Thursday, November 20, 2014


Sod is going strong on the 6th hole.  I estimate 4 more loads will finish all of the roughs on this hole.
Tree work is also underway.  Limbing and removal are our focus...mostly trees in poor health or white pines in danger of falling.  Above is a white pine on the 5th hole.  Below is some limbing that occurred on the 3rd hole along with a dead white pine removed from the back of the fairway villas.

Toro Equipment

Toro had these 2 old pieces at the trade show this week.  Granted, golfers didn't have near the expectations back then that they do today, but the technology certainly wasn't there either.  Pre 1980 or so, greens were mowed at 1/4", not 1/8".  Greens rolled 6ft on the stimpmeter, not 11 or 12 feet!  In fact, did you know the USGA once considered greens rolling 6'or more, fast!  At HCC, we strive for 11' each day and 6' wouldn't be acceptable.  This business has come a long way in a short period time.

Teaching Facility contruction start

Ground is breaking today on the driving range teaching facility.  All permits are in hand and we are set.  Once the foundation is dug, there is work getting the electric and plumbing into the building before the foundation is poured.  Futral Construction is looking to pour the week after Thanksgiving.  Watch the blog for updates on the construction progress of this new amenity.

Pictures of our progress will be posted on a regular basis to the blog, and if you have any questions, please do not hesitate to contact Ken either by phone: 828.787.2789 or by e-mail:  


I am happy to say we are nearly complete with our curbing installation for the year.  They guys are wrapping up #15 green and then off to #18 tees.  After that, I have some repair to do around the clubhouse and then we are finished up.
In the distance, you can see David and Chris getting the roof on the rain shed on #15.  Those guys are good!

Wednesday, November 19, 2014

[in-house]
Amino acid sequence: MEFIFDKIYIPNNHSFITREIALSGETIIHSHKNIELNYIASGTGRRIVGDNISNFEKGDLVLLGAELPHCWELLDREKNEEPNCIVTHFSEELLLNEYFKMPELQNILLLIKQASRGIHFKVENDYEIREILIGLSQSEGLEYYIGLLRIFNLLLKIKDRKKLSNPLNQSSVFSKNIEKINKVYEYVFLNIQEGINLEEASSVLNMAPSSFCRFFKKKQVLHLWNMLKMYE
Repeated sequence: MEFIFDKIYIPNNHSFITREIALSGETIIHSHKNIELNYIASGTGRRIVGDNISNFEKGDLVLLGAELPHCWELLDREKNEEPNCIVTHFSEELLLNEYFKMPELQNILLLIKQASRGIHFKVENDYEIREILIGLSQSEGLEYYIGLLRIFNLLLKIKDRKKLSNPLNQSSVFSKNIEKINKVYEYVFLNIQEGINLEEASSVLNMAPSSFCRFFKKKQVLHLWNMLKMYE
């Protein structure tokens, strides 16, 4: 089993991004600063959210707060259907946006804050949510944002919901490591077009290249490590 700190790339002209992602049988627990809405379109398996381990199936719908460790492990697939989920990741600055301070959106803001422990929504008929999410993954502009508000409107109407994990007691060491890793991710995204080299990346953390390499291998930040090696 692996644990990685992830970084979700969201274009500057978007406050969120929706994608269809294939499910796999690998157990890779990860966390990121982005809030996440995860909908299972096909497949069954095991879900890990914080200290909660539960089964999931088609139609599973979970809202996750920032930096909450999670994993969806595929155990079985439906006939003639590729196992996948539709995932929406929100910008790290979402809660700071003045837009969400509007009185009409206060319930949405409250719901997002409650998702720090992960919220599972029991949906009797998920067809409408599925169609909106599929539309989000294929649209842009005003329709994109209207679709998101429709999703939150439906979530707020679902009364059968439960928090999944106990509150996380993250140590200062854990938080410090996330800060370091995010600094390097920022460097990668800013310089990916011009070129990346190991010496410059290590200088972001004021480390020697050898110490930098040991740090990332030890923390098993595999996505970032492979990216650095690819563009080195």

HCC award for environmental excellence

I learned this morning that HCC was awarded the Environmental Leaders in Golf Award for the Carolina's by Golf Digest!  This is a huge honor and more PR will come available in the coming weeks!

Turfgrass research

On the final day of our conference, Jim Kerns Ph.D, turfgrass pathologist at NC State University presented data on Pythium root rot. If you recall, HCC participated in this research by establishing test plots on the practice green. It was interesting seeing this data as it will certainly impact my chemical application thought process next year. Staying plugged in to university research has it's benefits. 

Tuesday, November 18, 2014


Despite temperatures into single digits this morning, the staff is busy on several fronts. The 1st half of the 6th fairway is wrapped up and we are onto the 2nd part.  I hope we can get through the cold weather quickly and back to a productive offseason.  20-30* temps are bearable but single digits are awfully cold!



The class I am taking this morning is called "The search for Agronomy's Holy Grail."

This is a round table discussion featuring:

Bruce Martin, Ph.D,  Clemson 
Grady Miller Ph.D, NC State University
Rick Brandenburg, Ph.D NC State
Fred Yelverton Ph.D NC State
Doug Soldat Ph.D. University of Wisconsin

Each professor is an expert in a different area ranging from entomology to turfgrass pathology to soil physics and chemistry.